umbrage was our Word of the Day on 07/19/2013. Hear the podcast!
Examples of umbrage in a sentence
took umbrage at the slightest suggestion of disrespect
Did You Know?
Deare amber lockes gave umbrage to her face. This line from a poem by William Drummond, published in 1616, uses "umbrage" in its original sense of "shade or shadow," a meaning shared by its Latin source, umbra. ("Umbella," the diminutive form of umbra, means "a sunshade or parasol" in Latin and is an ancestor of our word umbrella.) Beginning in the early 17th century, "umbrage" was also used to mean "a shadowy suggestion or semblance of something," as when Shakespeare, in Hamlet, wrote, "His semblable is his mirror, and who else would trace him, his umbrage, nothing more." In the same century, "umbrage" took on the pejorative senses "a shadow of suspicion cast on someone" and "displeasure, offense"; the latter is commonly used today in the phrases "give umbrage" or "take umbrage."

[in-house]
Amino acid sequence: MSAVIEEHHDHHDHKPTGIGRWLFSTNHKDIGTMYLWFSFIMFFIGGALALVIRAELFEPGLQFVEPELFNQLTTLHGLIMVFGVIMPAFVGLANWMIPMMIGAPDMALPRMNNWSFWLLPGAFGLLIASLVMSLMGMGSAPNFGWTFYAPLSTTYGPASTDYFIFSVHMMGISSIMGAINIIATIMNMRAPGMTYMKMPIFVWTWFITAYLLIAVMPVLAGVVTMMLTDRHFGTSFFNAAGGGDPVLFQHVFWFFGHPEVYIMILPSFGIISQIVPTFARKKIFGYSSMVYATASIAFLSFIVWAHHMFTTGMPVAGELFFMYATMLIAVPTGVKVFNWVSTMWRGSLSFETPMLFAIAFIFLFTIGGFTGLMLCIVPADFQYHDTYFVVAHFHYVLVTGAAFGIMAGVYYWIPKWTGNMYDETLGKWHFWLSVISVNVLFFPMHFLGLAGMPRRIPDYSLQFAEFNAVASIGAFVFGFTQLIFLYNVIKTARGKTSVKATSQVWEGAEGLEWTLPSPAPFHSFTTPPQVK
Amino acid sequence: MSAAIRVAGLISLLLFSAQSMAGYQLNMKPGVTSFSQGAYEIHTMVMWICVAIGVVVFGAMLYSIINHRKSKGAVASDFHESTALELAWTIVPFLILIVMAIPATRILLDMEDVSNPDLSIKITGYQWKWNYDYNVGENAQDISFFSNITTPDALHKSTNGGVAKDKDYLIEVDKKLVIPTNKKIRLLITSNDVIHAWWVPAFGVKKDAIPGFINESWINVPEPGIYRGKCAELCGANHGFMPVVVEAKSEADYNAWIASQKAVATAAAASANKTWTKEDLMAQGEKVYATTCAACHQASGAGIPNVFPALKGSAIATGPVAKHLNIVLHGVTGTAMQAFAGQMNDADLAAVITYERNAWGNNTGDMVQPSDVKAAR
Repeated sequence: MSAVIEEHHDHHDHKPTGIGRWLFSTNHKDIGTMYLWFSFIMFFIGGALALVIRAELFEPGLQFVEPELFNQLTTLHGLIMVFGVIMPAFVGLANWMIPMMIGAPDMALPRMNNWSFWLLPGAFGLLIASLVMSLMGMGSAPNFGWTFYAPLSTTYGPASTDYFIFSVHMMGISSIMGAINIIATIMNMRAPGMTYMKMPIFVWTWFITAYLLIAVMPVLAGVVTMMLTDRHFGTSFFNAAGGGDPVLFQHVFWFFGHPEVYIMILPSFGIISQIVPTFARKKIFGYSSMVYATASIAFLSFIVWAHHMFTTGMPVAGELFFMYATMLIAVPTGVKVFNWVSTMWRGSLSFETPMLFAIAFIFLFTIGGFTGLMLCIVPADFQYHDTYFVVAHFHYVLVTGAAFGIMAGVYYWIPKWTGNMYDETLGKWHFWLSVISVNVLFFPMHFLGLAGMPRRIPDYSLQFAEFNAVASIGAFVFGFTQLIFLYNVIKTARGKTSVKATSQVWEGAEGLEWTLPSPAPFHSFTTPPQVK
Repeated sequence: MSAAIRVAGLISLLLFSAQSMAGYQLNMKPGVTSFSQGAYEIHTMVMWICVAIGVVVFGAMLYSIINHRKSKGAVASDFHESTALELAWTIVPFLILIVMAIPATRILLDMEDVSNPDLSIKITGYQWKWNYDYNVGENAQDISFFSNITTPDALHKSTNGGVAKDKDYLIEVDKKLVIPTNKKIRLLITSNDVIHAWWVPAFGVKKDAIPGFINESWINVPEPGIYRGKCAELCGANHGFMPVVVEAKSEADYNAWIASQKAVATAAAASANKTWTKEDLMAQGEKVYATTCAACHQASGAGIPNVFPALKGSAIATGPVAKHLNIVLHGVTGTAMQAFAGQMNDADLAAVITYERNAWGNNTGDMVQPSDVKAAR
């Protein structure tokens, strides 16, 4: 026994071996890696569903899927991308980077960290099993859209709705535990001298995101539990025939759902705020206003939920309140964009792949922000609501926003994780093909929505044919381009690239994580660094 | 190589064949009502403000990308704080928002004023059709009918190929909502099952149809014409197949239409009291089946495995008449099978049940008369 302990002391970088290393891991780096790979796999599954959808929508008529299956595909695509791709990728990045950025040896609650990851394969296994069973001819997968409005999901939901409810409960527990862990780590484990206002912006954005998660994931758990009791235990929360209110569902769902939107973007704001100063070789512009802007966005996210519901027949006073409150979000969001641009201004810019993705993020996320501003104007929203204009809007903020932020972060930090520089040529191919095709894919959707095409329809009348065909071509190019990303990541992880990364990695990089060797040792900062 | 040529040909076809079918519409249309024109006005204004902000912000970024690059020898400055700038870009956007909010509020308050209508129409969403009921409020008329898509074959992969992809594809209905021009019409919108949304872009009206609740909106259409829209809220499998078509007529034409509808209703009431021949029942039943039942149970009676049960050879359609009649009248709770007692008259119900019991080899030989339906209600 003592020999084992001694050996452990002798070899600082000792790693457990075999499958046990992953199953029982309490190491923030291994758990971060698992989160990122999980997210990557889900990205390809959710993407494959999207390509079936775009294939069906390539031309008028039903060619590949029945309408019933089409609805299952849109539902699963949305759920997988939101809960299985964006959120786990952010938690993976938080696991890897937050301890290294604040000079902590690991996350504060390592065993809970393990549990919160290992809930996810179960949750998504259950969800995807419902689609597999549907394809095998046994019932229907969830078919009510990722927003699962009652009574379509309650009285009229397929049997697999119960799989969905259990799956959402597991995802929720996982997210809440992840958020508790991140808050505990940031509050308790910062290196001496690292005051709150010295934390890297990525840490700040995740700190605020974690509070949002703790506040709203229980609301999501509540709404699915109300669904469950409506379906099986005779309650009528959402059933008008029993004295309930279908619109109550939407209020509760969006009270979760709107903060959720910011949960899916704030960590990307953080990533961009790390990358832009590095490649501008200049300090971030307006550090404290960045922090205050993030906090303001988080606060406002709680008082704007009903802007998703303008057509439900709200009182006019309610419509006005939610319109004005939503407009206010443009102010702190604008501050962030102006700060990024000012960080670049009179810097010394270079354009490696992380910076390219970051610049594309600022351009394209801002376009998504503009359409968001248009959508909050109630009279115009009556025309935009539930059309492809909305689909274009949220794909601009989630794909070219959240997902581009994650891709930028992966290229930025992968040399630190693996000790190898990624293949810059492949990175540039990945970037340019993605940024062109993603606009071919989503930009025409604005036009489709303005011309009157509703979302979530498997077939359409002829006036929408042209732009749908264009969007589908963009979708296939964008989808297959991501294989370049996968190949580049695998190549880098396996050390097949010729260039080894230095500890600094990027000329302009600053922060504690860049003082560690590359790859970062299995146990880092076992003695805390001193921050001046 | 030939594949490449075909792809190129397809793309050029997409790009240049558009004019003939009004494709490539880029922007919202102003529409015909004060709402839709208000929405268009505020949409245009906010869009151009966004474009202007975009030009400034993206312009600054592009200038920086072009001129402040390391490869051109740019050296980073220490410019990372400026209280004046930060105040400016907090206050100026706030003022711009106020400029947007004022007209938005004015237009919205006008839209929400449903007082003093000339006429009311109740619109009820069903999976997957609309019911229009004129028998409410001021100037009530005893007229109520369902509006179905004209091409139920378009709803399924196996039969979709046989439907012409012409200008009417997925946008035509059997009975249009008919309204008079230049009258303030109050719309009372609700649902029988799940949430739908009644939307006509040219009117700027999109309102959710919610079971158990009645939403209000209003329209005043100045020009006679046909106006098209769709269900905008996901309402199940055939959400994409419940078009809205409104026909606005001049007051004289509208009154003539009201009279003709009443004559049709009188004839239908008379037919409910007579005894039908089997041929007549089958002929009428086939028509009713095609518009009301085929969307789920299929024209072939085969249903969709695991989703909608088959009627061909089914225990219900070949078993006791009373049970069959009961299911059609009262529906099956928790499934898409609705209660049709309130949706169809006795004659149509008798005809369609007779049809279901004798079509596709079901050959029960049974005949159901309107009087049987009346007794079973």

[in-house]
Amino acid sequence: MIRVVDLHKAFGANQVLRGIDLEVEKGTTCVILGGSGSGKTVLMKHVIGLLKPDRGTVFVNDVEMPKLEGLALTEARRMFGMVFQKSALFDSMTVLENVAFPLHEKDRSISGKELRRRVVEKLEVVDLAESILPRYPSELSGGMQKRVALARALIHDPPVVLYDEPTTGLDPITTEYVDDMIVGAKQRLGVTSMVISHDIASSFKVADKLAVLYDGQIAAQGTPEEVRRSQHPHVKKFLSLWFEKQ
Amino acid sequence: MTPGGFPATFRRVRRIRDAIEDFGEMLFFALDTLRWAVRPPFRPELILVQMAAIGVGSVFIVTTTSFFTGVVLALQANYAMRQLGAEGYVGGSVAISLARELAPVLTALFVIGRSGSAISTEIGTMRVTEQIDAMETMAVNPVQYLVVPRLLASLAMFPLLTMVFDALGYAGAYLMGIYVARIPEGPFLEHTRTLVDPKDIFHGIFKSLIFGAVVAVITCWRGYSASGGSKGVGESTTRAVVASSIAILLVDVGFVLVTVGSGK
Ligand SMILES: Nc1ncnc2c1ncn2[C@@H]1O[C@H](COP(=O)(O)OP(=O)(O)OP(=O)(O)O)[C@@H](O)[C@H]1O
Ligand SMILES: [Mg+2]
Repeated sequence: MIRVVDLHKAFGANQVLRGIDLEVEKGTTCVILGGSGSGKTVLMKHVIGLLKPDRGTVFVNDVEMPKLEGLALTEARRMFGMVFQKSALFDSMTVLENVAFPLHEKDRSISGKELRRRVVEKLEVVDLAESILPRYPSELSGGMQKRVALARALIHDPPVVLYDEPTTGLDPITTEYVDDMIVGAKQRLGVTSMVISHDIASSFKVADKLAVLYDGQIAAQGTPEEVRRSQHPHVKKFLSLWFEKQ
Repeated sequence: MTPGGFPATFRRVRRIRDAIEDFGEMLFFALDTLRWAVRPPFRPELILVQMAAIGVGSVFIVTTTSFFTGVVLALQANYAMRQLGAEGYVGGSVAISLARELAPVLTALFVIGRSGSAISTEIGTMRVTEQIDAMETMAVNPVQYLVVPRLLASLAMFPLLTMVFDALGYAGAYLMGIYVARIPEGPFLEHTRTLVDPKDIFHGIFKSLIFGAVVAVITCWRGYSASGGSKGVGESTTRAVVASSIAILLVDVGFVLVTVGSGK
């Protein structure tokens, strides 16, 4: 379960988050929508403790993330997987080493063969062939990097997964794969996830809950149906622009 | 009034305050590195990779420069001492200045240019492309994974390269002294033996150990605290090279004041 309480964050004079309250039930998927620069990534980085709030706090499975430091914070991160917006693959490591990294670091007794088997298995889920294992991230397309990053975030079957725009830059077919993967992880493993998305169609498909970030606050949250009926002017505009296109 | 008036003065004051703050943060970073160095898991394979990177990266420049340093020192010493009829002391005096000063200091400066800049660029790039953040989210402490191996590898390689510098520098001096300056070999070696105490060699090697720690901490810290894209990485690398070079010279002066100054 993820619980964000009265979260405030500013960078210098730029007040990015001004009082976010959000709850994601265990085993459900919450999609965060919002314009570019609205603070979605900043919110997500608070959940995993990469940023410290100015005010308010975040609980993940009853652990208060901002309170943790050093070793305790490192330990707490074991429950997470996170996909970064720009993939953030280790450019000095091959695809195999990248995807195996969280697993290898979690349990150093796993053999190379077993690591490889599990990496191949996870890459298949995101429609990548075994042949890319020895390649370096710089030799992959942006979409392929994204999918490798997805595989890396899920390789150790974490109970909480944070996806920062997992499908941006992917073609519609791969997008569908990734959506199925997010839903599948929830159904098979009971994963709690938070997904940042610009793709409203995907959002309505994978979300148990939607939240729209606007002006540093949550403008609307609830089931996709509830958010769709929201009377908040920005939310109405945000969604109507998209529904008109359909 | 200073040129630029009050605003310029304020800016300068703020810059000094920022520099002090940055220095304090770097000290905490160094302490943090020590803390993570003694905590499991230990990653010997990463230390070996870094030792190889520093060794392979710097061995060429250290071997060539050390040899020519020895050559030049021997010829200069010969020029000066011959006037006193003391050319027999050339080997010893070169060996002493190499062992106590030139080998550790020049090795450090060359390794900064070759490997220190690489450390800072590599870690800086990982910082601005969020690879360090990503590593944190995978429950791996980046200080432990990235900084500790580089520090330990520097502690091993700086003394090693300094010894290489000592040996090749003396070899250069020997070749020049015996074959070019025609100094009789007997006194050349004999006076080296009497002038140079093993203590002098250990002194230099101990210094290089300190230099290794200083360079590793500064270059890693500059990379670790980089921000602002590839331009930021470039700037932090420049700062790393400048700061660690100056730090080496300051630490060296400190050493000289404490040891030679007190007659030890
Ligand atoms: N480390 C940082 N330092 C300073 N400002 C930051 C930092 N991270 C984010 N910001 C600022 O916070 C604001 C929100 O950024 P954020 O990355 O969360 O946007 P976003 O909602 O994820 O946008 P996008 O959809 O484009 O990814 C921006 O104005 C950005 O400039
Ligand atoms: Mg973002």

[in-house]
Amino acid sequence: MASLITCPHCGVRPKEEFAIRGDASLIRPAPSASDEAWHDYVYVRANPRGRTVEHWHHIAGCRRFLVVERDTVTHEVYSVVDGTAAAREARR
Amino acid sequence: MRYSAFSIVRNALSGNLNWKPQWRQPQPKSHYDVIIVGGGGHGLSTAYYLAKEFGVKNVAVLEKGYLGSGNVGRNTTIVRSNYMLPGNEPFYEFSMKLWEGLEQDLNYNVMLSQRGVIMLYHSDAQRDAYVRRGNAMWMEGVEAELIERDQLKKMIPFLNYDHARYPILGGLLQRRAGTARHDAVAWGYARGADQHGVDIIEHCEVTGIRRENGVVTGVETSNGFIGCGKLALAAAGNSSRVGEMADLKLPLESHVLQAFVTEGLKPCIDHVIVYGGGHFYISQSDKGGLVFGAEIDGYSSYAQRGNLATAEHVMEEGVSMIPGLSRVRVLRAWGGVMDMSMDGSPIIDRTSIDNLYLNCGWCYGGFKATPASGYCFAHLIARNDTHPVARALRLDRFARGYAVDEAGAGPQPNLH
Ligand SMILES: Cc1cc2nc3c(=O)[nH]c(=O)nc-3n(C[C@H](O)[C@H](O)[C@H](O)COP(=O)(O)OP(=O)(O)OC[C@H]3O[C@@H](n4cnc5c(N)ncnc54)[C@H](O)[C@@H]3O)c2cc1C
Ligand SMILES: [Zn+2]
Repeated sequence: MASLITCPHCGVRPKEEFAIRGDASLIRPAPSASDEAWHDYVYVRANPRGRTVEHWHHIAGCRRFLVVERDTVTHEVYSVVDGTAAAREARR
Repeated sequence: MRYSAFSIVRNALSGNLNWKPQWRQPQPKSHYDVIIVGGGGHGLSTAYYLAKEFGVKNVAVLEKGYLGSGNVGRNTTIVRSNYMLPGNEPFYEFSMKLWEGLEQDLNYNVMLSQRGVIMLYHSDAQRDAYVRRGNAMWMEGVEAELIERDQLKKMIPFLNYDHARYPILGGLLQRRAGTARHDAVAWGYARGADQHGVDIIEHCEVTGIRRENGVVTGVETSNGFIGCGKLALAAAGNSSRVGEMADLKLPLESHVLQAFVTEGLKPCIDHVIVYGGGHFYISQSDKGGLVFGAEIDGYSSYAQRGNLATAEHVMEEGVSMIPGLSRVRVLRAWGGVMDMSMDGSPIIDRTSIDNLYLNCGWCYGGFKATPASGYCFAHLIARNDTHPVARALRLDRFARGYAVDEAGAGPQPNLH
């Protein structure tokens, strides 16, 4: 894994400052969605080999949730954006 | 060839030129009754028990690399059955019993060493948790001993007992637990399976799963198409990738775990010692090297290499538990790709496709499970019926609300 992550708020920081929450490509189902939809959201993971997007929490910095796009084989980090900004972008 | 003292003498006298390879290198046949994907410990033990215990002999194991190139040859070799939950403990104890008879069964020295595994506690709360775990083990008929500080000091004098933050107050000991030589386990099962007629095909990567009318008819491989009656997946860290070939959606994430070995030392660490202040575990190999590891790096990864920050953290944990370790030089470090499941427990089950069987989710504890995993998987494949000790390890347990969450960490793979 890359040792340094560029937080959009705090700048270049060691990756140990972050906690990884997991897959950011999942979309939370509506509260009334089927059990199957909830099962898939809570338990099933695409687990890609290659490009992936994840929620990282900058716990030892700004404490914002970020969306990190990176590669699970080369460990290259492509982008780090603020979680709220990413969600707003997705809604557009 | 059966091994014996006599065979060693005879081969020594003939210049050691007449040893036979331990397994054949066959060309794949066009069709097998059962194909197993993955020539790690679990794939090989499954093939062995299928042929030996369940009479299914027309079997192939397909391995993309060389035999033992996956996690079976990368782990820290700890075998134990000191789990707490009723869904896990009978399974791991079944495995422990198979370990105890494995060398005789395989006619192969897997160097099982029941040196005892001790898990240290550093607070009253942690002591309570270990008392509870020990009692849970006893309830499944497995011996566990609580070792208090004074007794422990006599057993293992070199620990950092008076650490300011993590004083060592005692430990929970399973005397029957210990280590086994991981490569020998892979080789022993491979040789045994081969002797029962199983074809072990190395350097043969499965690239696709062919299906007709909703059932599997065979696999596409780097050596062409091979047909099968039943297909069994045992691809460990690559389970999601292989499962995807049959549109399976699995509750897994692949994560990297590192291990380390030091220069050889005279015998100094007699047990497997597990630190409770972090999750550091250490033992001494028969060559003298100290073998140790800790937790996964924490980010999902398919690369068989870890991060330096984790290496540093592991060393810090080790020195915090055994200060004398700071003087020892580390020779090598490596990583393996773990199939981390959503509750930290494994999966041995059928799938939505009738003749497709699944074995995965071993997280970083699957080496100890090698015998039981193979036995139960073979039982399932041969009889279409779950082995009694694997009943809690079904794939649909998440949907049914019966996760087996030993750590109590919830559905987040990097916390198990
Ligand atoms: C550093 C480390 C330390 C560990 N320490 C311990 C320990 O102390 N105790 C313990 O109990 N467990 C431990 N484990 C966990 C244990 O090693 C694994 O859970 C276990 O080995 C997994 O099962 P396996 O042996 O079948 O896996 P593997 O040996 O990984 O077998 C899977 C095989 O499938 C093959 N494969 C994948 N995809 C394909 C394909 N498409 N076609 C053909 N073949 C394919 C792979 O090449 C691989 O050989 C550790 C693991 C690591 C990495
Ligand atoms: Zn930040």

Origin and Etymology of umbrage
Middle English, from Anglo-French, from Latin umbraticum, neuter of umbraticus of shade, from umbratus, past participle of umbrare to shade, from umbra shade, shadow; akin to Lithuanian unksmė shadow
First Known Use: 15th century
Synonym Discussion of umbrage
UMBRAGE Defined for English Language Learners
Definition of umbrage for English Language Learners
: a feeling of being offended by what someone has said or done
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